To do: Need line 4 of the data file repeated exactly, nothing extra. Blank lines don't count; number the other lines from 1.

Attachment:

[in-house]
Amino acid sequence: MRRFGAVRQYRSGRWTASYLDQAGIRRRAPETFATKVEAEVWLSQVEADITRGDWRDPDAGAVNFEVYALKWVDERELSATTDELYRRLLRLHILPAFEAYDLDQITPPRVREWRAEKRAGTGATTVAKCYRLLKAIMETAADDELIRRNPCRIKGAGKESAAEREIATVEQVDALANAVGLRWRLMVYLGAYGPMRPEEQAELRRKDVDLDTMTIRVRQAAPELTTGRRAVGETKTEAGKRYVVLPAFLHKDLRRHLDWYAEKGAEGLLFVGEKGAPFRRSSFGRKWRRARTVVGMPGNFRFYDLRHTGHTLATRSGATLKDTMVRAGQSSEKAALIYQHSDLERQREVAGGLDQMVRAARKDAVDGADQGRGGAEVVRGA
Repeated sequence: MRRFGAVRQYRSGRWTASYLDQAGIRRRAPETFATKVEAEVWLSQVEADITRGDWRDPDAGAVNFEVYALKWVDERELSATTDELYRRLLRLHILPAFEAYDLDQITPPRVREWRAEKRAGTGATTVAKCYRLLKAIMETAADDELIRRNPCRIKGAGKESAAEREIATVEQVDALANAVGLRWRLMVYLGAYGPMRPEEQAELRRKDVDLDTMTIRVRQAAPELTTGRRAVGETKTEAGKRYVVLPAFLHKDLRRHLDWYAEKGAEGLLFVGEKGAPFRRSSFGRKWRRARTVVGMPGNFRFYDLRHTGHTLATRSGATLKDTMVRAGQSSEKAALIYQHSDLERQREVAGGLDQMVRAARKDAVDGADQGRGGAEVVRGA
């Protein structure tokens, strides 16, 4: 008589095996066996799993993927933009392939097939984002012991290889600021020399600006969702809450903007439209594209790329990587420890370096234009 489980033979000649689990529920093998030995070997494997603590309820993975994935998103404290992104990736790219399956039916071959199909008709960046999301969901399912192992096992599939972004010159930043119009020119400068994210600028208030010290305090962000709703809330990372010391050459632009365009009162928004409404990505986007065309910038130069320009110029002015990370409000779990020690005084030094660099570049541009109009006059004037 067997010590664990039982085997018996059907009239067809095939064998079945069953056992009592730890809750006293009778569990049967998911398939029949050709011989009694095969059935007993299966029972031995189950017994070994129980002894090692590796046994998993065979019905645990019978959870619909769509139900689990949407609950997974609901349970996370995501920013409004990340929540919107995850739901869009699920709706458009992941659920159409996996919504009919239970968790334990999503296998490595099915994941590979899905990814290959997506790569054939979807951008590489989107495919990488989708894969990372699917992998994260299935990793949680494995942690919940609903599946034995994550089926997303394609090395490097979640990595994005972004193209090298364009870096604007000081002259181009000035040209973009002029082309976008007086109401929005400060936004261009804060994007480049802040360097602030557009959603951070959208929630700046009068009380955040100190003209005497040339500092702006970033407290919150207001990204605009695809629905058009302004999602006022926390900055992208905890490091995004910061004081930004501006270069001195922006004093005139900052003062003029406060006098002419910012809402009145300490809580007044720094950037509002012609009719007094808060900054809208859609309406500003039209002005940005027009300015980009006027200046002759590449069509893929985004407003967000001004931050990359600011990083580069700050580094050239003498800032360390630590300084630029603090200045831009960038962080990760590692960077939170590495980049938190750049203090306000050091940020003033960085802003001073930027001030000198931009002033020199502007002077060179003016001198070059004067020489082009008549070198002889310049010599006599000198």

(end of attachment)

């Protein structure tokens, strides 16, 4: 008589095996066996799993993927933009392939097939984002012991290889600021020399600006969702809450903007439209594209790329990587420890370096234009 489980033979000649689990529920093998030995070997494997603590309820993975994935998103404290992104990736790219399956039916071959199909008709960046999301969901399912192992096992599939972004010159930043119009020119400068994210600028208030010290305090962000709703809330990372010391050459632009365009009162928004409404990505986007065309910038130069320009110029002015990370409000779990020690005084030094660099570049541009109009006059004037 067997010590664990039982085997018996059907009239067809095939064998079945069953056992009592730890809750006293009778569990049967998911398939029949050709011989009694095969059935007993299966029972031995189950017994070994129980002894090692590796046994998993065979019905645990019978959870619909769509139900689990949407609950997974609901349970996370995501920013409004990340929540919107995850739901869009699920709706458009992941659920159409996996919504009919239970968790334990999503296998490595099915994941590979899905990814290959997506790569054939979807951008590489989107495919990488989708894969990372699917992998994260299935990793949680494995942690919940609903599946034995994550089926997303394609090395490097979640990595994005972004193209090298364009870096604007000081002259181009000035040209973009002029082309976008007086109401929005400060936004261009804060994007480049802040360097602030557009959603951070959208929630700046009068009380955040100190003209005497040339500092702006970033407290919150207001990204605009695809629905058009302004999602006022926390900055992208905890490091995004910061004081930004501006270069001195922006004093005139900052003062003029406060006098002419910012809402009145300490809580007044720094950037509002012609009719007094808060900054809208859609309406500003039209002005940005027009300015980009006027200046002759590449069509893929985004407003967000001004931050990359600011990083580069700050580094050239003498800032360390630590300084630029603090200045831009960038962080990760590692960077939170590495980049938190750049203090306000050091940020003033960085802003001073930027001030000198931009002033020199502007002077060179003016001198070059004067020489082009008549070198002889310049010599006599000198």